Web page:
Meanwhile, it is hoped that in hundreds of thousands of book-cases, the Right Punch will be found in the Right Place.
PUNCH'S ESSENCE OF PARLIAMENT. Ty TUESDAY, 12th December. Parliament met. HER MAJESTY de- ABERDEEN promised the Maynooth report early in February, and
livered, very gracefully; a Speech which LORD ABERDEEN had upon the news reaching the Commons, SPOONER and the Irish Orangewritten very ungrammatically. In the evening, both Houses fought men began turning up their cuffs and glancing at the Brigade. LUCAS about the
answer, and DERBY and Dizzy expressed their conviction and his friends rushed out of the House, and went home to read up about that the Government had made a dreadful mull of the War. New- everything wicked that bas ever been done by a Protestant, so that CASTLE, in the Lords, stated that they had done nothing of the kind, there is hope for the logical and peaceful settlement of the question. and that if all the lint he had sent out to the Crimea were spread out In the Commons, CARDWELL promised a bill to amend the law of on the ground it would cover thirty-six acres. SIDNEY HERBERT, in partnership. He proposed that the changes should extend to political the Commons, took, by a curious coincidence, the same view of the and other coalitions, in which it was very disagreeable that one partner merits of Government, and paid a very pretty compliment to Miss should be able to bind the whole firm. GLADSTONE promised a measure NIGHTINGALE. These Ministerial arguments convinced the Houses, on the Newspaper stamp, but of course had not the faintest idea when and the address was carried.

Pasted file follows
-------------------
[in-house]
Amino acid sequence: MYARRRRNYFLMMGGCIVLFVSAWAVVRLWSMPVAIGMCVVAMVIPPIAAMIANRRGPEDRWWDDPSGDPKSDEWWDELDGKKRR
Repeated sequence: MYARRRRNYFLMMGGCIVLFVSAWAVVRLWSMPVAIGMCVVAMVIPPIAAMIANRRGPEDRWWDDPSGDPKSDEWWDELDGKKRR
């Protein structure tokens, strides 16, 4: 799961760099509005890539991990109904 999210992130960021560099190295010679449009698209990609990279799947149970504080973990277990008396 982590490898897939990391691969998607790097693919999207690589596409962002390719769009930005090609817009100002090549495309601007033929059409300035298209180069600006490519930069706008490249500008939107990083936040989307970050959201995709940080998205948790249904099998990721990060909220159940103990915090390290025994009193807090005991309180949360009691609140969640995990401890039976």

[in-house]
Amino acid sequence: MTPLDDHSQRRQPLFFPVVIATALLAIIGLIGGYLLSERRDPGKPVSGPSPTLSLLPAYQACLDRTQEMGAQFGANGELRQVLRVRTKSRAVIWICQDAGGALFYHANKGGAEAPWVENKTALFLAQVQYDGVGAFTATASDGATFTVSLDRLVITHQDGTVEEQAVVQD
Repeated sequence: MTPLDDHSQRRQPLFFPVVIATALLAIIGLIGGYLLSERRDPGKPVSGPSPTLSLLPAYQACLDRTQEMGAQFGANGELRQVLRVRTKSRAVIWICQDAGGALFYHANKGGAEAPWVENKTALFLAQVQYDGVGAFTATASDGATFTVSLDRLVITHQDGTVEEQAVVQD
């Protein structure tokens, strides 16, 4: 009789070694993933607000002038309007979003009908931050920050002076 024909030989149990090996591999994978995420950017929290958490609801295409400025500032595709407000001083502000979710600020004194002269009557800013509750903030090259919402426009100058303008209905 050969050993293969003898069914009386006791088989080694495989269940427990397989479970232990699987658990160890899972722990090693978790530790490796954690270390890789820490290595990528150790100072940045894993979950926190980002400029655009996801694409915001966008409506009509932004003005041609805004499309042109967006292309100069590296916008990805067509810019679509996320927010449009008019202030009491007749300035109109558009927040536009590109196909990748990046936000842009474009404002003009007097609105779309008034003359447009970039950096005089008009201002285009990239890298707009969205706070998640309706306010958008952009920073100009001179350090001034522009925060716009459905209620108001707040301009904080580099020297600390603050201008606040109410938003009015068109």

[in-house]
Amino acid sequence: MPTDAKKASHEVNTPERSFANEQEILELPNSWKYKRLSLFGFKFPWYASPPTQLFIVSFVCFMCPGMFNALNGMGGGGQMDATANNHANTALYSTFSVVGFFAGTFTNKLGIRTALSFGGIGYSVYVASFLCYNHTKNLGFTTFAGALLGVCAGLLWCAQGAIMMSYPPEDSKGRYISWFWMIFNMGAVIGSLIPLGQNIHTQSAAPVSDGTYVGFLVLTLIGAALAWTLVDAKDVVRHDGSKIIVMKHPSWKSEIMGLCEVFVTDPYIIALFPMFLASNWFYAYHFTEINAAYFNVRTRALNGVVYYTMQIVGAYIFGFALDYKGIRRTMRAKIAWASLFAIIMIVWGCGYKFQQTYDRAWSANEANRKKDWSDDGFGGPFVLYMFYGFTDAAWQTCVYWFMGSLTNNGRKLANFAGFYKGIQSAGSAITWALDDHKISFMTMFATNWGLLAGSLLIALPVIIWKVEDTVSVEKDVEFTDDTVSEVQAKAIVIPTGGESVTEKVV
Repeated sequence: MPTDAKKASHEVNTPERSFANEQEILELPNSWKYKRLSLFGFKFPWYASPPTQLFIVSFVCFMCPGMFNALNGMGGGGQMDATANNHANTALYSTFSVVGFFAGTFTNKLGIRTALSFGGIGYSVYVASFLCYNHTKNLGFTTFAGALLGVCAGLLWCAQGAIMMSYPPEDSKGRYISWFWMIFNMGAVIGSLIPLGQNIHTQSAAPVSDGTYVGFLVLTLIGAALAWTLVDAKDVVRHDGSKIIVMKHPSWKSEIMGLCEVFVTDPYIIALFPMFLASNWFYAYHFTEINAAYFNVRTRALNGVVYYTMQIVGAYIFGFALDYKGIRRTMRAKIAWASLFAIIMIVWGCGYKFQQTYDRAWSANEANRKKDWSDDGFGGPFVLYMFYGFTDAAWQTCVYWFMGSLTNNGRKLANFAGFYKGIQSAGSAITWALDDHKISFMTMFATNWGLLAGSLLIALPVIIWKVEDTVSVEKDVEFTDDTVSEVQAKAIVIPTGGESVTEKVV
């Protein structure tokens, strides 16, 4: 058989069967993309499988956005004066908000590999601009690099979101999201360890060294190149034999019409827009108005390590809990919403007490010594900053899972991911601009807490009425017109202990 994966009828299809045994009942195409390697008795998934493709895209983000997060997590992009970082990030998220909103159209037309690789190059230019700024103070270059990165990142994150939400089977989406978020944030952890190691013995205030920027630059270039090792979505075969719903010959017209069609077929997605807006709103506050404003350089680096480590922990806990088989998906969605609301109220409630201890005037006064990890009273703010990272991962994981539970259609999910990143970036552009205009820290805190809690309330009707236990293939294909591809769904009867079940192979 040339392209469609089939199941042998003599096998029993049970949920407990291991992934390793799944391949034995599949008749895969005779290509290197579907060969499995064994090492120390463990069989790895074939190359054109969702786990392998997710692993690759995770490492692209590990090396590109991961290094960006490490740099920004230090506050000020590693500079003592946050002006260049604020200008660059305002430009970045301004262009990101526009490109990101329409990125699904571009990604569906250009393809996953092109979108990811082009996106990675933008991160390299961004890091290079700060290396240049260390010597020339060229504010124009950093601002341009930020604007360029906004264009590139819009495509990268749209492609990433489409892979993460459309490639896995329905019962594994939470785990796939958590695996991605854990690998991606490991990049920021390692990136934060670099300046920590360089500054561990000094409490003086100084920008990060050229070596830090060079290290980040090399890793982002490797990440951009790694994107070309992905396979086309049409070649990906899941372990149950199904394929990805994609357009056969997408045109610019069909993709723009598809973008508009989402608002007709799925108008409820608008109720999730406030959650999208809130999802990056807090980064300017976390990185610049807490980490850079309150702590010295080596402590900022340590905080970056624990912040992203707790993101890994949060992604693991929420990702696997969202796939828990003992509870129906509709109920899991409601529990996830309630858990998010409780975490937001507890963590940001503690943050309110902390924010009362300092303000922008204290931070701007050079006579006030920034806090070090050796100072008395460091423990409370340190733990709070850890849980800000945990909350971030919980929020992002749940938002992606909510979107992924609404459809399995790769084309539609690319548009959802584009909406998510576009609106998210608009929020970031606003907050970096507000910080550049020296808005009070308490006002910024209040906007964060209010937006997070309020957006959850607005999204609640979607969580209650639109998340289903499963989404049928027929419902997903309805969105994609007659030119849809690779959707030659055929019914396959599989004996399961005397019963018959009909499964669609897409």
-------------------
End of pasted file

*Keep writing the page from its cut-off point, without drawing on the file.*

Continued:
it would be ready. Wednesday.—The Address was brought up. SIBTHORPE expressed Friday.-- Votes